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This Day in History

Posted: Sunday, June 10, 2007

In Alaska, in the Nation and the World

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In Alaska

• In 1956, KINY-TV signed on the air as Juneau's first television station.

• In 1959, a Canadian engineer proposed exchanging Alaska's panhandle for Yukon Territory land west of the Alaska Highway.

• In 1964, Anchorage's highway link with the Kenai Peninsula was cut as an extremely high tide washed out part of the road near Portage.

• In 1974, the National Bank of Alaska predicted that 5,000 families would migrate to Anchorage in 1974, and about 2,500 would migrate to Fairbanks.

In the nation

• In 1935, Alcoholics Anonymous was founded in Akron, Ohio.

• In 1964, the Senate voted to limit further debate on a proposed civil rights bill, shutting off a filibuster by Southern states.

• In 1977, James Earl Ray, the convicted assassin of civil rights leader Martin Luther King Jr., escaped from Brushy Mountain State Prison in Tennessee with six others; he was recaptured June 13.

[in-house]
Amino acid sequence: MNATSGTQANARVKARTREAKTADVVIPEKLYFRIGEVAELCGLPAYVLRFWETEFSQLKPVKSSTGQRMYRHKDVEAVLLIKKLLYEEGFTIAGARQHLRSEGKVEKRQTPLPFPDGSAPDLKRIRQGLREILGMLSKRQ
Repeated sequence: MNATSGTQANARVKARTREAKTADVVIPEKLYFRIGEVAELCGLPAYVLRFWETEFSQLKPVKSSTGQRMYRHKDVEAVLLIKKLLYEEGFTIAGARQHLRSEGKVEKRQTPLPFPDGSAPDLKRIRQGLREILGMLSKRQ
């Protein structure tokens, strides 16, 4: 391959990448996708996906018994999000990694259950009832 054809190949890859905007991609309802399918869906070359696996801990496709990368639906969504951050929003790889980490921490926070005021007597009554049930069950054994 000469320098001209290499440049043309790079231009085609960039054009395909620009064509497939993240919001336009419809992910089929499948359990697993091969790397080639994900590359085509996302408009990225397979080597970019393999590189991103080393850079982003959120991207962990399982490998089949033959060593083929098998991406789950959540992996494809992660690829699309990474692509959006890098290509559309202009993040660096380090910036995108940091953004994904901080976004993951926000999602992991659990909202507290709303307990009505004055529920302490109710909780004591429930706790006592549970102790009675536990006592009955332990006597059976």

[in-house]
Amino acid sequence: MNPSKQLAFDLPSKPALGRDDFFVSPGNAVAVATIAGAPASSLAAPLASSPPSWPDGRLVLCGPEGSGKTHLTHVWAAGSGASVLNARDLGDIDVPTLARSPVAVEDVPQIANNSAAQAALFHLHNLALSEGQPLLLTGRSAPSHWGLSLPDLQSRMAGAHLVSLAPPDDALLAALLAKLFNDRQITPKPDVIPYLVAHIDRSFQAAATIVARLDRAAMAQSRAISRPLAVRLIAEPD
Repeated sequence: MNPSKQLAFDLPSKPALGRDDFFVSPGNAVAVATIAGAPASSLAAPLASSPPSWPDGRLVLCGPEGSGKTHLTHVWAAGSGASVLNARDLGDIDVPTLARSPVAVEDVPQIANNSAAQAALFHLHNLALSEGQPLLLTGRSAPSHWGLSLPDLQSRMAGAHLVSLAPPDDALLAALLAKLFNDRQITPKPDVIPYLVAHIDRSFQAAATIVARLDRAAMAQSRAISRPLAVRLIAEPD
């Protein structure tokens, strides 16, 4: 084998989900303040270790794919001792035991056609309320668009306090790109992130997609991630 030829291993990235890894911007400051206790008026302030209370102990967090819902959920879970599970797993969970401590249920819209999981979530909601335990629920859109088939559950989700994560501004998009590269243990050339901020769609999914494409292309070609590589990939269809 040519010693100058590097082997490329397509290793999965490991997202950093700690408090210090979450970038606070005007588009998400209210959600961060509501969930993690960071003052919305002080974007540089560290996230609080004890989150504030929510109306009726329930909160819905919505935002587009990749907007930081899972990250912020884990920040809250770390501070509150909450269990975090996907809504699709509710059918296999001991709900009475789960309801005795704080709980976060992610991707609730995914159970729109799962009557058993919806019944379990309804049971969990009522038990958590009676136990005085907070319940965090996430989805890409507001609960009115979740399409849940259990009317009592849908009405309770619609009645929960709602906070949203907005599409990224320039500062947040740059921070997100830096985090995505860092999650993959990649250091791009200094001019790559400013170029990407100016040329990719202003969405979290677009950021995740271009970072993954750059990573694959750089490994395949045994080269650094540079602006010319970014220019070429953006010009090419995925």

• In 1978, Affirmed won the Belmont Stakes and with it, horse racing's Triple Crown.

• In 1985, socialite Claus von Bulow was acquitted by a jury in Providence, R.I., at his retrial on charges he'd tried to murder his heiress wife, Martha "Sunny" von Bulow.

• In 1997, former Black Panther Geronimo Pratt was released on bail after 27 years behind bars on what he says were trumped-up murder charges. (Authorities decided against retrying him.)

• In 2007, Jazil cruised to victory, holding off Bluegrass Cat in the Belmont Stakes.

In the world

• In 1865, the Richard Wagner opera "Tristan und Isolde" premiered in Munich, Germany.

• In 1907, 11 men in five cars set out from the French embassy in Beijing on a race to Paris. (Prince Scipione Borghese of Italy was the first to arrive in the French capital two months later.)

• In 1940, Italy declared war on France and Britain; Canada declared war on Italy.

• In 1942, the Gestapo massacred 173 male residents of Lidice, Czechoslovakia, in retaliation for the killing of a Nazi official.

• In 1967, the Middle East War ended as Israel and Syria agreed to observe a United Nations-mediated cease-fire.

• In 1981, in Frascati, Italy, 6-year-old Alfredo Rampi fell down an artesian well; the story ended tragically as efforts to rescue him proved futile.

• In 1997, Pope John Paul II bade farewell to his "beloved" native Poland as he ended an 11-day pilgrimage.

• In 2007, two Saudis and one Yemeni hanged themselves at the Guantanamo Bay military prison, the first successful suicides at the base after dozens of attempts. Justine Henin-Hardenne won the French Open, beating Svetlana Kuznetsova 6-4, 6-4.



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